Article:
When Chandeshwar Prasad, 55, a police inspector in Hazaribagh in Jharkhand, developed a big paunch, he thought it was just excess fat. But what was actually making him look pregnant was not fat but a 20-kilogram tumour inside his stomach.
Dr RK Mishra, director and chief surgeon at Laparoscopy Hospital in Kirti Nagar, removed the 20-kg tumour through a 10-inch cut in the chest in a 2.5-hour long surgery on April 26.
“The tumour was occupying the abdominal cavity and had pushed everything aside to make space. As it grew, the tumour kept pressing the heart, lungs and kidney, causing breathing problem.”
“The tumour’s size and the patient’s age were the only complications. Tumours this large are almost always benign but if not removed, it can kill by stopping blood circulation or increasing pressure on sensitive parts,” he said.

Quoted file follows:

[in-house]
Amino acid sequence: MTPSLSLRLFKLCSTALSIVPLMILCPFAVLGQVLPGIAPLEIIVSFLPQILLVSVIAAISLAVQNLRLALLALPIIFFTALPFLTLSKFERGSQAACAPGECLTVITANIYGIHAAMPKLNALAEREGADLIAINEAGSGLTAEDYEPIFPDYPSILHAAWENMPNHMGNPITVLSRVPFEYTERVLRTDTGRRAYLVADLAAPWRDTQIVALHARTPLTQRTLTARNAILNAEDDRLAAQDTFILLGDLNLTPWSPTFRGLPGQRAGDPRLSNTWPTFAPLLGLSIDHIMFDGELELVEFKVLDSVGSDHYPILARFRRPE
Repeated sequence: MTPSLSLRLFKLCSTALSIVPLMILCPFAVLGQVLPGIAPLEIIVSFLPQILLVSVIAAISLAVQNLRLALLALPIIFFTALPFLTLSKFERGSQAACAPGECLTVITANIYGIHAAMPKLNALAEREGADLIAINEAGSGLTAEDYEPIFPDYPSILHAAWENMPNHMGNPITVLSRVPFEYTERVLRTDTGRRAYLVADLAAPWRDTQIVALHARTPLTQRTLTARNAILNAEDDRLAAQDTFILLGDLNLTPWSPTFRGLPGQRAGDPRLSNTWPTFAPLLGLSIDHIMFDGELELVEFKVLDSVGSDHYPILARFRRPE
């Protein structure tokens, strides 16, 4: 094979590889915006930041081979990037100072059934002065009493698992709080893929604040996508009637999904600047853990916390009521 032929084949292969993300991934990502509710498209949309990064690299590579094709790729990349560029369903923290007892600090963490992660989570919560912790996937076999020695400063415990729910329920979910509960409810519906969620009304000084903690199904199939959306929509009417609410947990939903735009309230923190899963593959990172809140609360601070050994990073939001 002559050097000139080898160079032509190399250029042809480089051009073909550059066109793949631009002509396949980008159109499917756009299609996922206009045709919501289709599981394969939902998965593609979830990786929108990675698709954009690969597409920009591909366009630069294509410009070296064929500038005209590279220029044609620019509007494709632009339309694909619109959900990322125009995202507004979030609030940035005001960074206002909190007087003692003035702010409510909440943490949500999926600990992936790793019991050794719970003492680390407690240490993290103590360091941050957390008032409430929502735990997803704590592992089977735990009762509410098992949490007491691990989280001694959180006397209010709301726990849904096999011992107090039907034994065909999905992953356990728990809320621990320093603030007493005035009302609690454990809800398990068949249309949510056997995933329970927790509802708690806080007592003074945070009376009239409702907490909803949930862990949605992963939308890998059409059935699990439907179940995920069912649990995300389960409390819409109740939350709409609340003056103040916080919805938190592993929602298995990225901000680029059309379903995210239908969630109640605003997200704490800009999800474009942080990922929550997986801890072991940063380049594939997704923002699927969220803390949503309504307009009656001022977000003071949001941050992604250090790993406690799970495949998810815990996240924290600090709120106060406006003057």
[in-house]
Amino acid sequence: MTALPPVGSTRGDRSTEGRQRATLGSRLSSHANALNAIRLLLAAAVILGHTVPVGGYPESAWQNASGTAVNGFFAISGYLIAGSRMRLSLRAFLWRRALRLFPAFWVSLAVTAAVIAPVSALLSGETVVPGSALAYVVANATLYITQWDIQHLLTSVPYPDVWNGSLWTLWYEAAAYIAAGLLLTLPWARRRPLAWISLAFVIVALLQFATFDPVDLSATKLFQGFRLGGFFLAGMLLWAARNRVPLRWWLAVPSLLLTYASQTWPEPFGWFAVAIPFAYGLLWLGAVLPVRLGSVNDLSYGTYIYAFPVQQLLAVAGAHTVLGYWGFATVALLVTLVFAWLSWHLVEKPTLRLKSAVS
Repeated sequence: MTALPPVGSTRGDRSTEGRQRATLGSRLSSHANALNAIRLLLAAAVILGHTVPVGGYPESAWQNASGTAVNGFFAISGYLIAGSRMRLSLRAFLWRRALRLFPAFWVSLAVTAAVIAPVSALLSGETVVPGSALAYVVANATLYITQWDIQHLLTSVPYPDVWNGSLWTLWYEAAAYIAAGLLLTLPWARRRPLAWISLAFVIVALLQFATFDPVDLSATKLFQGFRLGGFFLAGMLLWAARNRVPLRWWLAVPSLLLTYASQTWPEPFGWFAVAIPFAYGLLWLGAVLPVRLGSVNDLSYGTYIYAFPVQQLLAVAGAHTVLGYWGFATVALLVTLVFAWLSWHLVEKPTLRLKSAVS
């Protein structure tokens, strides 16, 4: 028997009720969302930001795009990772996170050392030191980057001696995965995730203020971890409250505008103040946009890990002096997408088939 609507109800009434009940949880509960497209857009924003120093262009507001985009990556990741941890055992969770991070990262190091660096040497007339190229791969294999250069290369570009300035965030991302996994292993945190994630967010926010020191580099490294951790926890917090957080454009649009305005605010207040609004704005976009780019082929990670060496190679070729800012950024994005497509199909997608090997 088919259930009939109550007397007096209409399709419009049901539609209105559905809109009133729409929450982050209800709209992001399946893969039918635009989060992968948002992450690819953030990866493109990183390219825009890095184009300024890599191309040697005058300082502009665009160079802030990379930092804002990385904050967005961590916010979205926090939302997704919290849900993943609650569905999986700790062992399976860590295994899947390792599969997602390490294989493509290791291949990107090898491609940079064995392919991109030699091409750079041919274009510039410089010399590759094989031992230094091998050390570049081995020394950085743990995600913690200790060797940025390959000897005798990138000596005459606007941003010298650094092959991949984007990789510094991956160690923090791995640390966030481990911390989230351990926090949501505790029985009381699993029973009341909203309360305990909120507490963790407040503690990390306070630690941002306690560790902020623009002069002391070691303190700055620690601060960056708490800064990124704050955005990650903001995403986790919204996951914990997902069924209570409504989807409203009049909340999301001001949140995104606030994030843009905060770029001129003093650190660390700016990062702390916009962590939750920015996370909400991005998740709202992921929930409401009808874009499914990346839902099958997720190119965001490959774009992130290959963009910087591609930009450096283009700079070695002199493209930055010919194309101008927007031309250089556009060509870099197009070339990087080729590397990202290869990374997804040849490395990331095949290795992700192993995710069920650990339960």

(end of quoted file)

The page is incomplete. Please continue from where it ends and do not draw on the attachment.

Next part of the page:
The tumour was removed after separating the kidney, spleen, large intestine and the heart. “We also repaired the bowel and other surrounding structure,” said Dr Mishra.
Prasad came to Delhi for treatment after doctors in Patna, his hometown, could not diagnose the ailment.
“Despite two biopsies, doctors at All India Institute of Medical Sciences could not ascertain the malignancy of the tumour,” said Prasad. Then the family approached Dr Mishra for second opinion. Sensing the urgency, the doctor asked him to come for surgery.
“Such tumours are generally seen in people living in remote areas, where there is little access to proper healthcare,” said Dr MC Misra, professor of surgery and chief at AIIMS trauma centre.
Two years ago Dr Misra had removed a 22-kg malignant tumour from the abdominal cavity.